Monday, 14 December 2015

Idiocy labelled science

I do like something irritating to wake my brain up on a Monday morning, and today the best newspaper in the UK (genuinely), the i, managed to do this with a double whammy.

They ran a story in which the only 'news' was that an astronaut's dad had said something stupid, and then had the nerve to label the story 'science'.

The entire basis for the story was a comment from the father of British astronaut-to-be, Tim Peake. His father, Nigel, is quoted as saying 'I'm more worried about him driving home on the M27. That's far more dangerous, believe me, than going up there.'

So, in what sense is this news or science? The only vaguely scientific thing in the story was the extreme misuse of statistics, which we'll examine in a moment, and though I'd rather we had astronauts in the news than X-Factor winners (I'm pleased to say that I neither know nor care who won), I really have very little interest in Nigel. I'm sorry Nigel, but I don't.

How about those stats, then? Is a trip on the M27 far more dangerous than riding a space rocket? You might not be shocked to discover that the answer is 'No, it isn't.' After a lot of fibbing over the years, NASA had to admit that the risk of dying on any particular space flight is about 1 in 100. How does this compare with the M27? I don't have specific stats, but lets look at the nationwide figures*. These put the chance of dying on any particular car journey as less likely than 1 in 23 million.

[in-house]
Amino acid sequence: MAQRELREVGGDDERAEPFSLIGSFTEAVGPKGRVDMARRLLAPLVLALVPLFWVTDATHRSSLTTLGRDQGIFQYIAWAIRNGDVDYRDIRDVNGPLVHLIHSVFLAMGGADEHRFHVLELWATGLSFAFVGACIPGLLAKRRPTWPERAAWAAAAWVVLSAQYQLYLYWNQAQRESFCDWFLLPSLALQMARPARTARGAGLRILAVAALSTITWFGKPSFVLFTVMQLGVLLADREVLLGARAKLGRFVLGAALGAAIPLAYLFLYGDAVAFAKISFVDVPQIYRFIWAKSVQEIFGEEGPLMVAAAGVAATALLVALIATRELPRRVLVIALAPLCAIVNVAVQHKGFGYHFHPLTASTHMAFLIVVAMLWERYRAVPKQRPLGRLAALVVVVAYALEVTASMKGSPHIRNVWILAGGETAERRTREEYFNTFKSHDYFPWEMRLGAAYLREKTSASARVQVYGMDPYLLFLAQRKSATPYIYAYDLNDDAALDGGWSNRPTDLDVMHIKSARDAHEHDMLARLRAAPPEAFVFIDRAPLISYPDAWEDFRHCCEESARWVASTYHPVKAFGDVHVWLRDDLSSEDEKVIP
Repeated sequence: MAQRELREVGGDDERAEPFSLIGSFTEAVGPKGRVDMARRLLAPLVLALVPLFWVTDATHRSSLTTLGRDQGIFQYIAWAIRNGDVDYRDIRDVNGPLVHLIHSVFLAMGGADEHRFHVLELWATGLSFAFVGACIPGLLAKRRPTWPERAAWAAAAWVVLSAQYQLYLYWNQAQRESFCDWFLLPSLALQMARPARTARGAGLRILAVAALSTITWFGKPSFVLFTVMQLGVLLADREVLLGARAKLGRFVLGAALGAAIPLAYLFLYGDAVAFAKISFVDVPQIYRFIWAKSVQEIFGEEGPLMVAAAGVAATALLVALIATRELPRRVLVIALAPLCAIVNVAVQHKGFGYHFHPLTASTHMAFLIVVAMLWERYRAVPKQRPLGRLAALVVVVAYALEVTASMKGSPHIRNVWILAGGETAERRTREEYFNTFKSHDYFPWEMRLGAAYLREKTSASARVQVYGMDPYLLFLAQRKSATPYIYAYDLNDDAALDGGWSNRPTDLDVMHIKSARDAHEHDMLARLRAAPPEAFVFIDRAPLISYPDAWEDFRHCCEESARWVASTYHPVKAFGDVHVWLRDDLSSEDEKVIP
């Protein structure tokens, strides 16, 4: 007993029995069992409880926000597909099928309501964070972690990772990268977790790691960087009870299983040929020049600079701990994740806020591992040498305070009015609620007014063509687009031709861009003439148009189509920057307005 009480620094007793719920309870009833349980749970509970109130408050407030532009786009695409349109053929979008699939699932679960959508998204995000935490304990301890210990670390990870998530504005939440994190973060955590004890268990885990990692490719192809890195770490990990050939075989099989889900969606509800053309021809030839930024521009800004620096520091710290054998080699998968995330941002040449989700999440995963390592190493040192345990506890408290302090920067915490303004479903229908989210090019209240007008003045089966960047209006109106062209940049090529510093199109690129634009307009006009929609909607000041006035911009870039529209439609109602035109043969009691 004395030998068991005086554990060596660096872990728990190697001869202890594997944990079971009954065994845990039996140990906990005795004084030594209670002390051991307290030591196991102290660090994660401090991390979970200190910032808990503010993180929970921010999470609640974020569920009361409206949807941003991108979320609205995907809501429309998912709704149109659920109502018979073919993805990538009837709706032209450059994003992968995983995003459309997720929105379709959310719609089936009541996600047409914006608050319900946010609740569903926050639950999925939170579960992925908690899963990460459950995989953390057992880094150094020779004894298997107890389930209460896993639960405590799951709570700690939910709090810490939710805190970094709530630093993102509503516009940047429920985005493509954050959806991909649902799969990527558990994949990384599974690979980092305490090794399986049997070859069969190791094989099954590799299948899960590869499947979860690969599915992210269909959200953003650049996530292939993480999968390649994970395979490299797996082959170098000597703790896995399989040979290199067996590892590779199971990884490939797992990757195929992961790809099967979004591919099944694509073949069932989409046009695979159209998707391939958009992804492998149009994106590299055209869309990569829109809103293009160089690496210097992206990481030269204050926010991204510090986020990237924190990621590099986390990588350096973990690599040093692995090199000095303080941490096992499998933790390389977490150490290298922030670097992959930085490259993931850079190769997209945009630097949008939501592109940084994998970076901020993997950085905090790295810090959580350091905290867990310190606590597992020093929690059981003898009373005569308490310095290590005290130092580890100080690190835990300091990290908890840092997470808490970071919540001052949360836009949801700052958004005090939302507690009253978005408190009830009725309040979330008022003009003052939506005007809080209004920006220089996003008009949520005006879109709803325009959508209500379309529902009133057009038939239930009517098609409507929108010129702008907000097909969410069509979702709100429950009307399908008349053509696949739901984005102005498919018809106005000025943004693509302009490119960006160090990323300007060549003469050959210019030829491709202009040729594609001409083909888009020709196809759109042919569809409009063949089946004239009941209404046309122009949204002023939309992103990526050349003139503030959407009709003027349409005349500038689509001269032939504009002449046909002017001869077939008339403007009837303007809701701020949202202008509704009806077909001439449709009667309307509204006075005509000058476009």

I know which is more dangerous, believe me, and it's not the M27.

* Statistical honesty: the figure I give for chance of dying on a road journey is wrong, but it is likely to be too high a risk, rather than too low. Two figures I used were dubious. I based my number on the UK road deaths figures, which includes pedestrians and cyclists, neither of whom are relevant here. Also, in the five minutes I was prepared to dedicate to researching the data, I could only find UK figures for vehicle miles, not vehicle journeys. I divided this by the average journey length (just 7 miles - get on your bikes!), but this would not produce an accurate figure for vehicle journeys. However, it's close enough for the purposes.

2 comments:

  1. IMHO there is no way of giving a statistic for astronaut deaths because to combine space travel journeys as if they are identical is erroneous. Maybe you could say that journeys on the same kind of launcher on the same kind of journey could yield some kind of statistic after a few decades, until then the variance would be only a guess and a wild one at that. Having said that the chances of dying of a single trip on the M27 are clearly minimal, a huge number of people are using the motorway everyday, is there a death every day? No. Etc. Etc. A silly comment and really a comment from the heart, it says more about humans manage their risk evaluation than it does about any risk. If I only jump off a cliff once, then a 1 in 1000 might not seem too bad, if I jump off my horse every day then even if the risk statistically is lower it feels higher!

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    1. Statistics are just as valid for astronaut deaths as for any other form of death - they still give a feel for risk. Order of magnitude useful.

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